- On June 17th, I’ll be speaking at Questing Heirs Genealogy Society in Long Beach, California at 2pm. The topic? Conquering the Paper Monster.
- On June 19th, I’ll be speaking at the Los Angeles Westside Genealogy Society in West Los Angeles, California at 7pm. Conquering the Paper Monster will once against be presented.
- Sorting through, scanning, and identifying all of the family history stuff I’ve inherited.
June is going to be one crazy awesome busy month. What do you have planned for June?
I’ve been away from blogging for a few months now. Life has gotten a bit crazy and gotten in the way of my genealogy addiction. But I’m back.
2012 has been one interesting year for me and it has come with lots of new experiences and many changes. I don’t want it to sound like I’m complaining – because honestly, I’m not – but this year has been one that requires a bit of adjustment.
And I’ve put this blog on the back burner. So for that, I’m sorry, Dear Readers. For those of you who are sticking with me, let me just say that I love you more than words can say.
So what magnificent things have happened since I’ve disappeared?
I hit the genealogy jackpot:
How did this jackpot come about you ask? Well, in short, my amazing cousin brought down all the things my mom and I left in Seattle, Washington about 10 years ago. While we had every intention of going back for the stuff after we got settled in to our new California place, we never went back for it. The stuff ended up sitting in my aunt’s house for ten years.
And now it is back in my posession. Some of the stuff is familiar and I remember it while some of it is like looking at it for the first time. It is so cool and neat and I’ll tell you all about it in upcoming blog posts.
On to other news… The Southern California Genealogy Society’s Annual Jamboree is coming up in less than a month! My favorite conference of the year, Jamboree is sure to be a blast. I’ll be there in all my usual tiara-wearing glory as a participant, blogger, speaker, and exhibitor! Yes, I will be quite the busy bee that weekend. It will be a blast to be around my genea-family again.
I have my final exams this coming week. I’ll begin writing after that… I’ve missed blogging so much!
I have a confession to make: I’ve been in a major genealogy slump for the last two months.
Generally, when my non-genealogy life becomes too crazy and stressful, my genealogy life suffers. The more stressful my non-genealogy life is, the more cloudy my brain becomes and it isn’t long before I can’t focus or get easily distracted. It isn’t long before my genealogy begins to suffer.
Once you are in that place of “blah”, it can be so hard to get out of it. I started watching all my genealogy friends and feeling envious – popping out blog posts left and right, making new discoveries, and enjoying new tech toys while I was stuck in “blah-land”.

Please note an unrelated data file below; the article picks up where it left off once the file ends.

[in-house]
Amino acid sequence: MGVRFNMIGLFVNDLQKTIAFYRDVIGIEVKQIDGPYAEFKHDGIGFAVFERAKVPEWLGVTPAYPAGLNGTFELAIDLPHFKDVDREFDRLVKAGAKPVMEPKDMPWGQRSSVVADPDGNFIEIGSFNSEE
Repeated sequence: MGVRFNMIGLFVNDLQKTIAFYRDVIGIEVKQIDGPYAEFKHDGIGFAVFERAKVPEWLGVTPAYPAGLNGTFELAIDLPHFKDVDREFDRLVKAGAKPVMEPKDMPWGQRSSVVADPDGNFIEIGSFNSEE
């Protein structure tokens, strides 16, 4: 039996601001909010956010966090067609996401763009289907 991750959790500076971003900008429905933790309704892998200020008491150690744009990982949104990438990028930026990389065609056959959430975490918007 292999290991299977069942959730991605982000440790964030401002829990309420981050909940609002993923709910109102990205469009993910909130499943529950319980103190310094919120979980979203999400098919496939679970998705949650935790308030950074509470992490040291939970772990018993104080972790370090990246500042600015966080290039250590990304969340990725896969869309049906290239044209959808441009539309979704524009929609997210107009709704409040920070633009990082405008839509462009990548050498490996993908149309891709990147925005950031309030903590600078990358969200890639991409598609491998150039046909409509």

But I’m here to say there is light at the end of the tunnel. There is hope. There is a way out of “blah-land”. So what is the secret?
How do you find inspiration? Different things work for different people, but here is a list to get you started:
- Watch Who Do You Think You Are
- Watch The Generations Project
- Attend a genealogy society meeting
- Attend a genealogy lecture
- Attend a genealogy conference/seminar/event-of-some-kind
- Read a genealogy blog you love
- Find a new genealogy blog to read
- Read any genealogy blog
- Listen to The Genealogy Gems Podcast (How can you NOT feel inspired by Lisa Louise Cooke – she is just so bubbly and happy! It is like listening to your own personal cheerleader)
- Listen to The Genealogy Guys Podcast (George G. Morgan and Drew Smith and sometimes, a cat sidekick. Need I say more?)
- Listen to The Family Tree Magazine Podcast (Hosted by Lisa Louise Cooke).
- Watch genealogy videos on Youtube
- Try a new library or archive
- Listen to Geneabloggers Radio (Good hosts + Good Guests + Crazy Chatroom = one fun night)
- Try a new genealogy website
- Chat with a genealogy friend
- Buy a new tech toy
- And the list goes on…
What got me inspired? Last week’s Who Do You Think You Are episode with Reba. I already love her and add the fact that her journey included the story of her ancestor coming to American Colonies as a child and I am hooked (again).
Add a dash of Caroline Pointer’s post, Problems with Evernote and Genealogy?, a conversation with my dad about the 1940 census that didn’t end in eye rolls, and
a pinch of Ben & Jerry’s binges while blasting Adele music and I’m feeling back to my usual genealogy enthusiastic self.
Have you ever had a genealogy slump before? How did you get out of it? What inspires you?